You may not have heard of “webbing” but you will soon. Webbing has nothing to do with Spiderman; it’s driving while trying to surf the Internet, update your social media postings, and generally watch a screen when you should be watching the road. State Farm Insurance Company surveyed drivers recently and found that, among 18 to 29 year-olds, 43 percent admitted to checking e-mail while driving. Thirty six percent say they touch base with their social media connections while behind the wheel. But it’s not just the kids making the roads that much more hazardous. One out of five drivers of all ages admits to these behaviors. The result is more crashes, and more injuries and deaths.
So who is aiding the abetting this dangerous turn of events? The car makers, of course. New, high-end vehicles come equipped with navigation systems that can connect to the Internet and allow the driver to surf the Web. Look at BMW, for example. According to their promotional webpage (of course) drivers have access to news, weather, Google, Microsoft Office and other diversions. Now, the driver is not actually supposed to be typing. Instead, he uses voice commands and the system talks back.
Better a talking screen that thumbing out a Web search, you say? Officially the jury is still out on that question but other studies have shown that drivers who pay too much attention to the radio, to making phone calls, and even to talking to other passengers are at greater risk of causing a crash. The automakers, presumably to calm their critics, disable some of the features when the car is in motion, but how long until some hacker figures out a way around that, if it hasn’t been done already.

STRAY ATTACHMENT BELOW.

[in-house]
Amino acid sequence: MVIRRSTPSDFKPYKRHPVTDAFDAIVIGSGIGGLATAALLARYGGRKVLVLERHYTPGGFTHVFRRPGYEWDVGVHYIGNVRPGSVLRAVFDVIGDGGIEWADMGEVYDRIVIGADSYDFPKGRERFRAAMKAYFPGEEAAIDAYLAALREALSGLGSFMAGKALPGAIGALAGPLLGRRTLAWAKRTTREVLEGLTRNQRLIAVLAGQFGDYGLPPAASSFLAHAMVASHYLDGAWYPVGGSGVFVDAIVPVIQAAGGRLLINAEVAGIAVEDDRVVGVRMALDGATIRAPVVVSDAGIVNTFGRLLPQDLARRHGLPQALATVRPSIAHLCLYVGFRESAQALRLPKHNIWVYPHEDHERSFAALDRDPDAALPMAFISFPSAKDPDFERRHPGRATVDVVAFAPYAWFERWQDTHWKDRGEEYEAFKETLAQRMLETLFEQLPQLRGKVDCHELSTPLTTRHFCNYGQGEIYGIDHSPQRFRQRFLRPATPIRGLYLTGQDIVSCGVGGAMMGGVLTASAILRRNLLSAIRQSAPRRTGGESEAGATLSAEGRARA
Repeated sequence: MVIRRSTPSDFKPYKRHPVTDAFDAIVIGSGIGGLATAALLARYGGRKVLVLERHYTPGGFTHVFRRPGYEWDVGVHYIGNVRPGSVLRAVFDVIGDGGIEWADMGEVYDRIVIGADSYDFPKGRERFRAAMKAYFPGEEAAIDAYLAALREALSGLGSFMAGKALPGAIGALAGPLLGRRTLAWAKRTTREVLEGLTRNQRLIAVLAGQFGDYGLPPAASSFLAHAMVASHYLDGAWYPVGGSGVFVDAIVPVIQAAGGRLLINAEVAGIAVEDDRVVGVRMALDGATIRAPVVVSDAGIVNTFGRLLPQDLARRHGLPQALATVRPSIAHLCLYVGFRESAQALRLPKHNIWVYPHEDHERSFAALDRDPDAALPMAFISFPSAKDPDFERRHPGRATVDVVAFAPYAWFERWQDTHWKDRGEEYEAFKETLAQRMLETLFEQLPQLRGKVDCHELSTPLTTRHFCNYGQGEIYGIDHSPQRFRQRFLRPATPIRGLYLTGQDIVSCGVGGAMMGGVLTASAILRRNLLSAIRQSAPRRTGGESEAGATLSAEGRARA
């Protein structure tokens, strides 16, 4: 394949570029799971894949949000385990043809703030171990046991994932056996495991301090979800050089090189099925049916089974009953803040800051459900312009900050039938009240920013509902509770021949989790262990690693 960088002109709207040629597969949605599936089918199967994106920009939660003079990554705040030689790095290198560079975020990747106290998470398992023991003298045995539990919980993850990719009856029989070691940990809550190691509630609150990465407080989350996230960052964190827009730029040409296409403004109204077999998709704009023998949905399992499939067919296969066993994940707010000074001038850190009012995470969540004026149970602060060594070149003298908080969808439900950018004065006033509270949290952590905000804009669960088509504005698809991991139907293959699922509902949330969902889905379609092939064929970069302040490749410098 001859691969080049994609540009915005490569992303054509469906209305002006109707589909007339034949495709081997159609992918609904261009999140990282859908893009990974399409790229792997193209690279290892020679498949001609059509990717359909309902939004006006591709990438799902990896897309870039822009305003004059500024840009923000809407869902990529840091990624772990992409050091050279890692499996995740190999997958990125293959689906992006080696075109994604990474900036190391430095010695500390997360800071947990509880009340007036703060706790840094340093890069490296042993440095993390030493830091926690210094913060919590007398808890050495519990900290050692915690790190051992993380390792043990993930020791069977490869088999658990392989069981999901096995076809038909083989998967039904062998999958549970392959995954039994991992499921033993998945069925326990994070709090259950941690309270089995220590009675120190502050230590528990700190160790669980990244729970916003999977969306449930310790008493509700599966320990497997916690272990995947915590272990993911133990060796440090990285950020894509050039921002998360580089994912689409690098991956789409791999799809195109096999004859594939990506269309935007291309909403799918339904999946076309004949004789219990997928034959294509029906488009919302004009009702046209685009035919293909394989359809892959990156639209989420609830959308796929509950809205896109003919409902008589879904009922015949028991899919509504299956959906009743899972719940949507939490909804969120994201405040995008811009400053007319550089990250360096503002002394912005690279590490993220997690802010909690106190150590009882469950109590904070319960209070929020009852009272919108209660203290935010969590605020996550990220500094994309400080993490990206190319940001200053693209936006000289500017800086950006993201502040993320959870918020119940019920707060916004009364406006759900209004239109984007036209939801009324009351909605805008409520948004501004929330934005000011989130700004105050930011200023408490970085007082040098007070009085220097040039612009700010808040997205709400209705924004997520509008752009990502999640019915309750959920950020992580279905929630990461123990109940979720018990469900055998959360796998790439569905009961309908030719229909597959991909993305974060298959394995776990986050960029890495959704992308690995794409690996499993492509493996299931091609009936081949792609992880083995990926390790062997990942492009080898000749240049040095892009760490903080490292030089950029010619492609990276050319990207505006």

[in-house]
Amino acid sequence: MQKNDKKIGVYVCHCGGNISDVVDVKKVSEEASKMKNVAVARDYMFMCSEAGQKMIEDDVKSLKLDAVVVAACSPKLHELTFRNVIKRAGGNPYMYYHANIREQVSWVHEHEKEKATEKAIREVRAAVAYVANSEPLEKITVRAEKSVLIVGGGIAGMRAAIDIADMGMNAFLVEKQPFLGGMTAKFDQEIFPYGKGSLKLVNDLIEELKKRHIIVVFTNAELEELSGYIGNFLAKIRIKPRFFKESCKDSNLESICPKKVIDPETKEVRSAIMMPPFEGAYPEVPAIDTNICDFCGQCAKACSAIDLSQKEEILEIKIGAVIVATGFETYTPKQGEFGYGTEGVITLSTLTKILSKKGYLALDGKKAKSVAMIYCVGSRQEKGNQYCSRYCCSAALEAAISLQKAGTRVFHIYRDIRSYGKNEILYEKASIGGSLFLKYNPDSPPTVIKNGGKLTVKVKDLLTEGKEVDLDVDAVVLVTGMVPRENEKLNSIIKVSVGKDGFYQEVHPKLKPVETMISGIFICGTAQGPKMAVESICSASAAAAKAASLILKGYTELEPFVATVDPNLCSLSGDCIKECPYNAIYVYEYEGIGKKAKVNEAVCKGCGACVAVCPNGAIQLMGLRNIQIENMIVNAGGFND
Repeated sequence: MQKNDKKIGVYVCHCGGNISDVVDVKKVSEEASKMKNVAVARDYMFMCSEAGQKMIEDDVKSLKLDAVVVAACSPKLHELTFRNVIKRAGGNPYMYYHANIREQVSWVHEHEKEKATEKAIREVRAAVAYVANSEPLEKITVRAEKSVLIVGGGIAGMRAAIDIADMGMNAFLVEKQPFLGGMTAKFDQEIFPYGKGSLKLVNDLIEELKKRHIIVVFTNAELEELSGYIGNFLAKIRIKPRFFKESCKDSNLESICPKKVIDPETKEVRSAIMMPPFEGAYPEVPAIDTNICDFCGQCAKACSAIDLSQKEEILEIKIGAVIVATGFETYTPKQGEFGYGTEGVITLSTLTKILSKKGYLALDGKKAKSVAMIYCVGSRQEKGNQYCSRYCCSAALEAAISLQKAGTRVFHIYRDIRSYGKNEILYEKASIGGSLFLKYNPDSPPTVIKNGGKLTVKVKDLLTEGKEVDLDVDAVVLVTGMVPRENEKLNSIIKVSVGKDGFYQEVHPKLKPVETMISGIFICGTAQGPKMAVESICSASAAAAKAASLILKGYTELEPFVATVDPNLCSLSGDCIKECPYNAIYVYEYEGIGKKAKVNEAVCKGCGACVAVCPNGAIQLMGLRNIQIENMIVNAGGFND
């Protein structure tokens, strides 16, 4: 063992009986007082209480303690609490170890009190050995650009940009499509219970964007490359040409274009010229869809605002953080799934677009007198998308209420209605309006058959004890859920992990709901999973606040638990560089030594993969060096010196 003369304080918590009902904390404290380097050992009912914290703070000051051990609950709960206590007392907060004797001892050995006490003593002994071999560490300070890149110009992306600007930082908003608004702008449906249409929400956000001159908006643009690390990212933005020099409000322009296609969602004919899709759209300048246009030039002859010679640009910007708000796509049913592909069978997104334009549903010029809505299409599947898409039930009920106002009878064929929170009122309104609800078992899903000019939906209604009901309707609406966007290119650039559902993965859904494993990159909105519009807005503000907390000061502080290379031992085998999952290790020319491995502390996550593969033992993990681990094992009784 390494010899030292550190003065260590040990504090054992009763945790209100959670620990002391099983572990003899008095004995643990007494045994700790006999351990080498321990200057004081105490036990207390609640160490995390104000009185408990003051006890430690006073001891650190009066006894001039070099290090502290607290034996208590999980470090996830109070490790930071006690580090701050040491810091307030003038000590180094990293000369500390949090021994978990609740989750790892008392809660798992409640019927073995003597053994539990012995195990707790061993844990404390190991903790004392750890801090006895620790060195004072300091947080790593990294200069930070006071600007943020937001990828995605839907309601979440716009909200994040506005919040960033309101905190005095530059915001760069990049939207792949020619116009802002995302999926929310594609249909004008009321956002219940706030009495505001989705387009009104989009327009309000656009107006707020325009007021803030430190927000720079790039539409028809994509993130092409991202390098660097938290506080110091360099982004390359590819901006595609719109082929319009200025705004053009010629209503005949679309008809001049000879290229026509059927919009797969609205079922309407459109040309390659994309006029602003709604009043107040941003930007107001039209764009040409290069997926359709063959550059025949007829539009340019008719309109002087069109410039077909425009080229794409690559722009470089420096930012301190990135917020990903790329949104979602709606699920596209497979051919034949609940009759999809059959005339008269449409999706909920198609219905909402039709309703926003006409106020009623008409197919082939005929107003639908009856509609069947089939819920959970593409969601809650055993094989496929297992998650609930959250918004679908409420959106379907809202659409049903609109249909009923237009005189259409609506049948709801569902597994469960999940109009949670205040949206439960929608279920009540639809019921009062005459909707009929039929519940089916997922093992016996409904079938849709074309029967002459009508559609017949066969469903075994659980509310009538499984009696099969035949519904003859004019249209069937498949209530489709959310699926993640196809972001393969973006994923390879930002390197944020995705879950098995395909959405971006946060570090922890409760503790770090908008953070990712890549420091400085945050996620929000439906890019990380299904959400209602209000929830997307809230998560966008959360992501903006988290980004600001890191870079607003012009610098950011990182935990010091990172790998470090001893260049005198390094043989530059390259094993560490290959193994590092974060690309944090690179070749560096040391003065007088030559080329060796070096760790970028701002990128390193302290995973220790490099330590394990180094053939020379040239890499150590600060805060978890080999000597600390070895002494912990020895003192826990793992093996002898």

So on one hand we have the safety experts telling us that texting, e-mailing and using electronic devices while driving makes us more dangerous than drunks, while on the other hand the car companies are enabling our visceral need to be in constant electronic communication with the entire planet. Perhaps the planet can wait until we get to where we’re going.
Source: MSN.com, “Distracted driving due to Web surfing is on the rise,” Douglas Newcomb, Nov. 29, 2012